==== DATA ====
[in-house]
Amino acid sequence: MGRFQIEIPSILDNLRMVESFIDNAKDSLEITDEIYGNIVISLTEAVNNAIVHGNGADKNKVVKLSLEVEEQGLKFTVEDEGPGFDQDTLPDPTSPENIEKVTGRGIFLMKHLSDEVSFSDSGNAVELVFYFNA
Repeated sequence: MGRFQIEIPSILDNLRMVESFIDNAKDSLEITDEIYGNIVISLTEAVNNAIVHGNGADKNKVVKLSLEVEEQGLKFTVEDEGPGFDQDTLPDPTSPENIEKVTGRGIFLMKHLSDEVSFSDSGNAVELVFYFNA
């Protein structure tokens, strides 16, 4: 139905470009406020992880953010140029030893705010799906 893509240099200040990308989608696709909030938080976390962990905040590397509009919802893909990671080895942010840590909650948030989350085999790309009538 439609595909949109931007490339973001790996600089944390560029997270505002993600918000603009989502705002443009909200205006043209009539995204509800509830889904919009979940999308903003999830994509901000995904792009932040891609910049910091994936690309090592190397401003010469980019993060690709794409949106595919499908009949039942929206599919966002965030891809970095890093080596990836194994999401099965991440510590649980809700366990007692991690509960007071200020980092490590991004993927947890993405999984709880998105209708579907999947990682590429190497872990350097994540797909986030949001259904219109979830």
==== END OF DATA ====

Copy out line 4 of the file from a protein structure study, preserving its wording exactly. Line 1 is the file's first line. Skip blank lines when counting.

């Protein structure tokens, strides 16, 4: 139905470009406020992880953010140029030893705010799906 893509240099200040990308989608696709909030938080976390962990905040590397509009919802893909990671080895942010840590909650948030989350085999790309009538 439609595909949109931007490339973001790996600089944390560029997270505002993600918000603009989502705002443009909200205006043209009539995204509800509830889904919009979940999308903003999830994509901000995904792009932040891609910049910091994936690309090592190397401003010469980019993060690709794409949106595919499908009949039942929206599919966002965030891809970095890093080596990836194994999401099965991440510590649980809700366990007692991690509960007071200020980092490590991004993927947890993405999984709880998105209708579907999947990682590429190497872990350097994540797909986030949001259904219109979830």